The dosage of prednisolone depends on the disease to be treated and the individual responsiveness of the patient.
In general, it can be said that severe and acute diseases are treated with higher doses of prednisolone than lighter and chronic ones.
As a rule, prednisolone treatment begins with a high initial dose and, when the patient improves clinically, a lower maintenance dose of 5 to 15 mg prednisolone per day is used.
Under one Maintenance dose one understands the smallest dosage, which still has an effect. In extreme cases (for example with Rejection reactions after transplantation) one deviates from this scheme and gives a high dose Shock or pulse therapy, in which the entire prednisolone dose of 1000 mg is injected intravenously. However, this can only be done for a few days at a time.
The dose level of prednisolone depends on the type of treatment, with substitution or pharmacotherapy being possible.
$config[ads_text1] not found
In substitution therapies - hormone replacement therapies - 5 to 7.5 mg of prednisolone are prescribed daily, which are taken in one or two single doses. In the event of extraordinary stresses such as trauma, surgery or infection, the prednisolone dose must be increased because the turnover and thus the demand for prednisolone increase.
In pharmacotherapy, on the other hand, the entire amount of prednisolone is usually taken all at once in the morning between 6 and 8 a.m.
Exceptions are high or medium doses, where the total amount can be divided into 2 to 4 (high dose) or 2 to 3 (medium dose) individual doses.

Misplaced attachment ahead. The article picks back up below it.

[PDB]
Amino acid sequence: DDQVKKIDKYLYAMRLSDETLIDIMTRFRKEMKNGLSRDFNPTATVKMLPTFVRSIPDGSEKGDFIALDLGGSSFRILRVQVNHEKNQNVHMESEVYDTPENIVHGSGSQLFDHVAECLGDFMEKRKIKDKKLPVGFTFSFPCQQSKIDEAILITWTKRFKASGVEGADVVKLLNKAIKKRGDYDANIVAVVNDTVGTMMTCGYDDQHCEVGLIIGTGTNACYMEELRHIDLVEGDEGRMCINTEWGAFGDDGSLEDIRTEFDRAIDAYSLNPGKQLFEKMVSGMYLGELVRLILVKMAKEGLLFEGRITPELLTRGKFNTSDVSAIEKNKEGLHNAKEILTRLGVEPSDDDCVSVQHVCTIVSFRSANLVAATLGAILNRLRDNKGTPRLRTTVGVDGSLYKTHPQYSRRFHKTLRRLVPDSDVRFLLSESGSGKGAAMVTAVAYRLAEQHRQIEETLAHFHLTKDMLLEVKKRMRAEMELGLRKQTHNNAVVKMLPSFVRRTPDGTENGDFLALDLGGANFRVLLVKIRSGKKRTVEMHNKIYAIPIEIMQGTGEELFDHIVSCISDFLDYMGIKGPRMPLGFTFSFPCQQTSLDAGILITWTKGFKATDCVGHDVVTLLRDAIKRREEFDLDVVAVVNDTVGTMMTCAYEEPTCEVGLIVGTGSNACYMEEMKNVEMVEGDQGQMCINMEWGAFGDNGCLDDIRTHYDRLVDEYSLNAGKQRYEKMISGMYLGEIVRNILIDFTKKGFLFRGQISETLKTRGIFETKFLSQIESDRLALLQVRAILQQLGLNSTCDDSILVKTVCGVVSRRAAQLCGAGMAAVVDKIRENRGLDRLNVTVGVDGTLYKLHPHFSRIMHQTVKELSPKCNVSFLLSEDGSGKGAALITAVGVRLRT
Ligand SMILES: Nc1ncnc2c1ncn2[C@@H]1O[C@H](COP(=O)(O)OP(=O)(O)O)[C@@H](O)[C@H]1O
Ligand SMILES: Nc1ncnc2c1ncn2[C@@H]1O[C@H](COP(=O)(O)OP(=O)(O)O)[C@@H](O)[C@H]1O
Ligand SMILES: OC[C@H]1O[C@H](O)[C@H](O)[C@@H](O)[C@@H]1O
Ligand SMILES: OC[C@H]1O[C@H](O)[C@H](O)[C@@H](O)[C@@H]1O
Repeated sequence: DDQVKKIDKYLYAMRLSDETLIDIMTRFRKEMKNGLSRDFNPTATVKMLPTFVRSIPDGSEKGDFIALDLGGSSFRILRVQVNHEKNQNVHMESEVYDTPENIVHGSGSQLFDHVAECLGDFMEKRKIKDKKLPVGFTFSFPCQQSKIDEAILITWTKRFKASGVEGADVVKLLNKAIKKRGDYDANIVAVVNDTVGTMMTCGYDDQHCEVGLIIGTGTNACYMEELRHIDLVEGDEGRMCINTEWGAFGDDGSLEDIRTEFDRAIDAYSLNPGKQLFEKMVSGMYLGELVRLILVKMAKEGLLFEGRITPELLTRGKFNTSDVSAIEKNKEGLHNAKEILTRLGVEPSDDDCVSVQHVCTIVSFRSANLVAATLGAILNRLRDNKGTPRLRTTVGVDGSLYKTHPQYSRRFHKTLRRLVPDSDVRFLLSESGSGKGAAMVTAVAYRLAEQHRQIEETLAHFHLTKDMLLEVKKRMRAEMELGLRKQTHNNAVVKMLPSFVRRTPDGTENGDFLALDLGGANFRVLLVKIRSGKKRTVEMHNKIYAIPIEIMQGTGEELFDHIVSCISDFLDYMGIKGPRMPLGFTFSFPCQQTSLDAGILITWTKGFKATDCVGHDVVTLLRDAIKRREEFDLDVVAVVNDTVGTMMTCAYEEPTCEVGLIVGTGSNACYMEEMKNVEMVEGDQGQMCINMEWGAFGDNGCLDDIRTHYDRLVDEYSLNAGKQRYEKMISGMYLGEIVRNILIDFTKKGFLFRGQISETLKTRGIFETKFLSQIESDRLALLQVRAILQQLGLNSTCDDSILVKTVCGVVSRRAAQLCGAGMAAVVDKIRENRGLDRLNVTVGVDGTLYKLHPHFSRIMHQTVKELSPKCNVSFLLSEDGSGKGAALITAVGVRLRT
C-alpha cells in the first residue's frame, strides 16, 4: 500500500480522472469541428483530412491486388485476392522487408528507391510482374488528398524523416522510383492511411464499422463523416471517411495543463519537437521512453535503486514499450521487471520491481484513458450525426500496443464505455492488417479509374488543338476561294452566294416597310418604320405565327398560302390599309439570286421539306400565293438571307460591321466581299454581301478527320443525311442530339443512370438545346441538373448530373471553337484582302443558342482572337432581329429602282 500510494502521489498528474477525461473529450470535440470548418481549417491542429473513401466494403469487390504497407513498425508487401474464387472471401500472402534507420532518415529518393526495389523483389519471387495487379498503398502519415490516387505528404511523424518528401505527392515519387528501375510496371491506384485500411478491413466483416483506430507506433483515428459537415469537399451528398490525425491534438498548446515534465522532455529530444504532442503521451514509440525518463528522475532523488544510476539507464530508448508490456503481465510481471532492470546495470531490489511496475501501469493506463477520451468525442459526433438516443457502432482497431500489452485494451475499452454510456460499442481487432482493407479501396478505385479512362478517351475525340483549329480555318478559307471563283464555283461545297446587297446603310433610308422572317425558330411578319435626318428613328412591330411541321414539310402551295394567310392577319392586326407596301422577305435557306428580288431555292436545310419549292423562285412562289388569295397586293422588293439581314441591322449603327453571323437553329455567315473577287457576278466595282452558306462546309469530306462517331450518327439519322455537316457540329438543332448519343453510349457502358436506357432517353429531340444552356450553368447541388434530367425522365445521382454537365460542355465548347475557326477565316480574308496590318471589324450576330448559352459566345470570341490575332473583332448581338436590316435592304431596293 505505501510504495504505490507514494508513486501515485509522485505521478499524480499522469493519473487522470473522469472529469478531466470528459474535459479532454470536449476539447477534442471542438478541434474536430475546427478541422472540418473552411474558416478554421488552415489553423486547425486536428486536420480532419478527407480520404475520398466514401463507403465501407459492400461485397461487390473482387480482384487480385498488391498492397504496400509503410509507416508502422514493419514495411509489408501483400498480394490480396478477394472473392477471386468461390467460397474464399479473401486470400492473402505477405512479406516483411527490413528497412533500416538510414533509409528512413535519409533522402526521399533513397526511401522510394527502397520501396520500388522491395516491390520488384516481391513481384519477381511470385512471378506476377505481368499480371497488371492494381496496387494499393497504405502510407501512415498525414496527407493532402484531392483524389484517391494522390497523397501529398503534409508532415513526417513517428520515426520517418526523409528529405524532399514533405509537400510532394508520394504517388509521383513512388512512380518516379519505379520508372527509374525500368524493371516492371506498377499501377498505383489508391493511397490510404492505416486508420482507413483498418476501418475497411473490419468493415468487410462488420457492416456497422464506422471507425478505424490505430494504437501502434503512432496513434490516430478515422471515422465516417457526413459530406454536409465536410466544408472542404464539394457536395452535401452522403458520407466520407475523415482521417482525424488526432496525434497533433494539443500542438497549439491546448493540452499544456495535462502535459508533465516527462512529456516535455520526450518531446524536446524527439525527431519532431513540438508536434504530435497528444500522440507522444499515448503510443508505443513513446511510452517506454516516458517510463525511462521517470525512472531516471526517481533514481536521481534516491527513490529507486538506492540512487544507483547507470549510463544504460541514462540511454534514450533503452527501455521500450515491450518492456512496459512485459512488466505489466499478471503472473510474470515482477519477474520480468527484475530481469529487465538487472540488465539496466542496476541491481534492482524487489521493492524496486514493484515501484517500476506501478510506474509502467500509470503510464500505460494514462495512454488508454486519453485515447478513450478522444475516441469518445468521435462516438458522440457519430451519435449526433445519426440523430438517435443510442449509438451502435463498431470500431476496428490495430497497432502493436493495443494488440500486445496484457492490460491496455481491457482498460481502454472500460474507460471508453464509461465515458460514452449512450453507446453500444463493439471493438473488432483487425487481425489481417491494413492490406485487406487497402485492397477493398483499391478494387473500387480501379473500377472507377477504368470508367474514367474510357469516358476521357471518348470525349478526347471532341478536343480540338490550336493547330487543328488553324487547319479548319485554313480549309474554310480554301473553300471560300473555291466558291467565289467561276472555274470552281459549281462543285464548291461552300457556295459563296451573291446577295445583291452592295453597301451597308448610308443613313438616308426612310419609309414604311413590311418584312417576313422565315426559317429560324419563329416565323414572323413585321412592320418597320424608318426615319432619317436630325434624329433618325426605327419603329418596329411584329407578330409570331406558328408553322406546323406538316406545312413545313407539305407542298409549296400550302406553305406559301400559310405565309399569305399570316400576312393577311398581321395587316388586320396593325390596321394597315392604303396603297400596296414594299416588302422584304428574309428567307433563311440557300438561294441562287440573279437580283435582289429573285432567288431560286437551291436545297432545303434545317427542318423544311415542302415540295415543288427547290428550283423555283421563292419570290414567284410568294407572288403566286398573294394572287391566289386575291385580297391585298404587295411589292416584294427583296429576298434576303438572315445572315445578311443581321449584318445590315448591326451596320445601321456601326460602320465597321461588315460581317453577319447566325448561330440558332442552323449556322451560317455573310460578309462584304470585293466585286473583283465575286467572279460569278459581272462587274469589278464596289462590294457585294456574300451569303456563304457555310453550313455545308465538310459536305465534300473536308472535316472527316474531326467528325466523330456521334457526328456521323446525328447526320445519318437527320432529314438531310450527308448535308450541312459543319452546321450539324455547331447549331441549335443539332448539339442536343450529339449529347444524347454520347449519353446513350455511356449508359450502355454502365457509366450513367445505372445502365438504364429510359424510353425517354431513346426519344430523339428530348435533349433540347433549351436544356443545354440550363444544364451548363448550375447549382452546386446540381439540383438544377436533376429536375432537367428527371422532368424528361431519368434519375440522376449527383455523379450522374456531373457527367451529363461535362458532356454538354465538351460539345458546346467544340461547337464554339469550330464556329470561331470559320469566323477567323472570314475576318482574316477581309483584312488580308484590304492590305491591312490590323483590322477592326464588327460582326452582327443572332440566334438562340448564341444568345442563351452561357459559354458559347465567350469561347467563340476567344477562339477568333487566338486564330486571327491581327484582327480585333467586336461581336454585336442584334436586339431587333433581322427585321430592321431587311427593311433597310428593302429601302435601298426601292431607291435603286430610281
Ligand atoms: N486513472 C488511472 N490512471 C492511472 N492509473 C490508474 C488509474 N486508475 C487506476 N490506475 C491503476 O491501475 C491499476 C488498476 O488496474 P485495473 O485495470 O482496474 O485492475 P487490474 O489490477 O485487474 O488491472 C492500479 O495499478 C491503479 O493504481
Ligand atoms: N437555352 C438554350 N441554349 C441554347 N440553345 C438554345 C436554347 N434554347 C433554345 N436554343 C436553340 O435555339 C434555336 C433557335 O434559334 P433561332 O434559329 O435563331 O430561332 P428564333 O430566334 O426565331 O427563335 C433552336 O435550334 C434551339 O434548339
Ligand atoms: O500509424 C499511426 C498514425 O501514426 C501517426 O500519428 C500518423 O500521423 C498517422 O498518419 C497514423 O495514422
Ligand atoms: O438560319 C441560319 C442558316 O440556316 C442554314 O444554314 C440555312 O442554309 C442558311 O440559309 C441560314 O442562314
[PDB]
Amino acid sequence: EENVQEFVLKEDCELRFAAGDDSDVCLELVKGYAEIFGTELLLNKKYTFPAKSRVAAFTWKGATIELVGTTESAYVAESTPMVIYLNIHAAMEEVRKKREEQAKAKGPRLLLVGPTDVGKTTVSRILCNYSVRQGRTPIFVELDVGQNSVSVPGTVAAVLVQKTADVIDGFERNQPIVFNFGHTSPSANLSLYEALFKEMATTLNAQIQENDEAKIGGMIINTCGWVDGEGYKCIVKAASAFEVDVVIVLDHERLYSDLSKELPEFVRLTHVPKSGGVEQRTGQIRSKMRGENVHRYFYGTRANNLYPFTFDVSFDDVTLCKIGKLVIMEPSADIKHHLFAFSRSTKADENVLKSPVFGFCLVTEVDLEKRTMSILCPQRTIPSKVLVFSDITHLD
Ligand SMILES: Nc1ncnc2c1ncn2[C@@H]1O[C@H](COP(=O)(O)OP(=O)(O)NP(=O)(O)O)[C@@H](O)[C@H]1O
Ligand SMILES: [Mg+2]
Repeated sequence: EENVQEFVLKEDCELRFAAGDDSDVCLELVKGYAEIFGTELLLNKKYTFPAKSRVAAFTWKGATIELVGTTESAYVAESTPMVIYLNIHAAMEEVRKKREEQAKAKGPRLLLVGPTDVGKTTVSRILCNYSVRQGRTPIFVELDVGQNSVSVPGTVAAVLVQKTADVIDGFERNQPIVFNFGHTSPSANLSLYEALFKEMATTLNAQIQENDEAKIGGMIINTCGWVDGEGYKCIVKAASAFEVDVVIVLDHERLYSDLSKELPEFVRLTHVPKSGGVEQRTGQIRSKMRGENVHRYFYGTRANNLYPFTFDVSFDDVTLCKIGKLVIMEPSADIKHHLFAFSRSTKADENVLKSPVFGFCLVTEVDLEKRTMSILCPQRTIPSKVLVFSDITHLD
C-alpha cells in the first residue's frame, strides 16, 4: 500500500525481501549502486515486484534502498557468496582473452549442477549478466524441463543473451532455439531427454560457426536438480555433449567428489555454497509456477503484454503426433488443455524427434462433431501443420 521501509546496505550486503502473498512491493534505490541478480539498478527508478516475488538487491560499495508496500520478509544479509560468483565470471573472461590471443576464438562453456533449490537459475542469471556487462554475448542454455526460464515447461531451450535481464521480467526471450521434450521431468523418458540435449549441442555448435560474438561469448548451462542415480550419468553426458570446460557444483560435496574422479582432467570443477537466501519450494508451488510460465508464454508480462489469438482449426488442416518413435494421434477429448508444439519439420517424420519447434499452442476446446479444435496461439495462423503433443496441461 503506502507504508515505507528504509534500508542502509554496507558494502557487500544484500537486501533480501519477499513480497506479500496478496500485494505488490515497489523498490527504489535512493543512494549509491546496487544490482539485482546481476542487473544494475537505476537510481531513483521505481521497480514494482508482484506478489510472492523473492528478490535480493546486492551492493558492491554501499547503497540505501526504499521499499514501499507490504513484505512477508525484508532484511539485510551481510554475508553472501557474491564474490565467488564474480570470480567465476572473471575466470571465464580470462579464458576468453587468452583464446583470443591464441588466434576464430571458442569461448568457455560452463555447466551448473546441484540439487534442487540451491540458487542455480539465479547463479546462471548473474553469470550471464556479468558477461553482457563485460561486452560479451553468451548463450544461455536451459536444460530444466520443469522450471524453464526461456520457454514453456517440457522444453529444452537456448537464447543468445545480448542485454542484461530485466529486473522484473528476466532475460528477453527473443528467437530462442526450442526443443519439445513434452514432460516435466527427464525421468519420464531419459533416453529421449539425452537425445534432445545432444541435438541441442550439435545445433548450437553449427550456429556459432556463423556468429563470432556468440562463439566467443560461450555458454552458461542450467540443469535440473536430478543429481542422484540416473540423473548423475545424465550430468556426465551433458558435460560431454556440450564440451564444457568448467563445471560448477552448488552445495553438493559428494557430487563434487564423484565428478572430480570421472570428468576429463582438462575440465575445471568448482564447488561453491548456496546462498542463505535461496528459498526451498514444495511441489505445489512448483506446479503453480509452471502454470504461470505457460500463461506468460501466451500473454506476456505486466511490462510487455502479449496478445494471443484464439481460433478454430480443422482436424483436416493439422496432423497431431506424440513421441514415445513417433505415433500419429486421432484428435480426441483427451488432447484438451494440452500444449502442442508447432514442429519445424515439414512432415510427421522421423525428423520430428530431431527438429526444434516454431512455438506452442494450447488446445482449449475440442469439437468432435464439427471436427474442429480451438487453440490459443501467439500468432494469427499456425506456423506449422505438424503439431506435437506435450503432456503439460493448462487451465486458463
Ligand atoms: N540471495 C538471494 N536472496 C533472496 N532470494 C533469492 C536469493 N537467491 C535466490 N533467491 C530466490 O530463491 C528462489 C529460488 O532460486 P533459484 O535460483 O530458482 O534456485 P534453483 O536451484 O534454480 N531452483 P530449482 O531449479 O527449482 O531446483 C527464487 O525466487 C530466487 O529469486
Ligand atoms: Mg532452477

The guideline for pharmacotherapy is that high doses consist of 80 to 100 mg of prednisolone per day, medium doses of 40 to 80 mg daily, low doses of 10 to 40 mg and very low doses of 1.5 to 7.5 mg prednisolone.
This is different with chemotherapy, where the dose level of prednisolone is based on the chemotherapy protocols of the respective cancer.
In children, the amount of prednisolone is calculated based on body weight and the dose is given intermittently or alternately.
In long-term therapy with prednisolone, there is a limit dose that should not be exceeded, the so-called Cushing threshold dose. This is 7.5 mg of prednisolone per day. If more prednisolone is given, side effects increase.
Further information can be found under our topics:
It should be noted in both adults and children that the drug must be tapered when the prednisolone therapy is terminated. This means a gradual reduction in the amount over several days. However, this tapering off of the prednisolone is not necessary for short therapies that only last a few days.
Prednisolone tablets are swallowed whole with liquid, either with food or shortly afterwards. Alternatively, prednisolone can be injected intravenously (for example, in shock therapy).
Read more on the topic: Taper off cortisone
Prednisolone belongs to the medium-long effective Glucocorticoids and has a duration of action of 12 to 36 hours.
The maximum concentration after oral intake is reached in the blood after 1 to 2 hours, where prednisolone is bound to transport proteins (transcortin, albumin). In the liver the drug is metabolized and via the Kidneys eliminated.